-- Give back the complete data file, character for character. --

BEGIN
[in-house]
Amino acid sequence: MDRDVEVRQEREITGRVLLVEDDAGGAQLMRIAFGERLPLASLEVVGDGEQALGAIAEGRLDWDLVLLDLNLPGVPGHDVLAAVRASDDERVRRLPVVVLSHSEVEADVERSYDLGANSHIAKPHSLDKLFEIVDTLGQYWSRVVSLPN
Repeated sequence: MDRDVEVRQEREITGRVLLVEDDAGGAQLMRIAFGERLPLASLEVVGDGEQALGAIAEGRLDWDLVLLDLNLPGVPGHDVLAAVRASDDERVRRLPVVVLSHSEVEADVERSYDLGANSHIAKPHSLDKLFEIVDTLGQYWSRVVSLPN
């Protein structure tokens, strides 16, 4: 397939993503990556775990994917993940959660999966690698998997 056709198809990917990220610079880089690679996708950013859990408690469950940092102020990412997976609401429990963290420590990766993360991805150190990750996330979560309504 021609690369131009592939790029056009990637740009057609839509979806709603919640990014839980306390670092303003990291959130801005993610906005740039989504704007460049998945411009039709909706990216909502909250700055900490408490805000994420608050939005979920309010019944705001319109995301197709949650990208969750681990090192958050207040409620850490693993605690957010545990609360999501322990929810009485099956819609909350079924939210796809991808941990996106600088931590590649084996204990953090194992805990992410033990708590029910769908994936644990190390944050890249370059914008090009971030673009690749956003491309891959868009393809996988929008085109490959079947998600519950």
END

[in-house]
Amino acid sequence: MDRDVEVRQEREITGRVLLVEDDAGGAQLMRIAFGERLPLASLEVVGDGEQALGAIAEGRLDWDLVLLDLNLPGVPGHDVLAAVRASDDERVRRLPVVVLSHSEVEADVERSYDLGANSHIAKPHSLDKLFEIVDTLGQYWSRVVSLPN
Repeated sequence: MDRDVEVRQEREITGRVLLVEDDAGGAQLMRIAFGERLPLASLEVVGDGEQALGAIAEGRLDWDLVLLDLNLPGVPGHDVLAAVRASDDERVRRLPVVVLSHSEVEADVERSYDLGANSHIAKPHSLDKLFEIVDTLGQYWSRVVSLPN
């Protein structure tokens, strides 16, 4: 397939993503990556775990994917993940959660999966690698998997 056709198809990917990220610079880089690679996708950013859990408690469950940092102020990412997976609401429990963290420590990766993360991805150190990750996330979560309504 021609690369131009592939790029056009990637740009057609839509979806709603919640990014839980306390670092303003990291959130801005993610906005740039989504704007460049998945411009039709909706990216909502909250700055900490408490805000994420608050939005979920309010019944705001319109995301197709949650990208969750681990090192958050207040409620850490693993605690957010545990609360999501322990929810009485099956819609909350079924939210796809991808941990996106600088931590590649084996204990953090194992805990992410033990708590029910769908994936644990190390944050890249370059914008090009971030673009690749956003491309891959868009393809996988929008085109490959079947998600519950």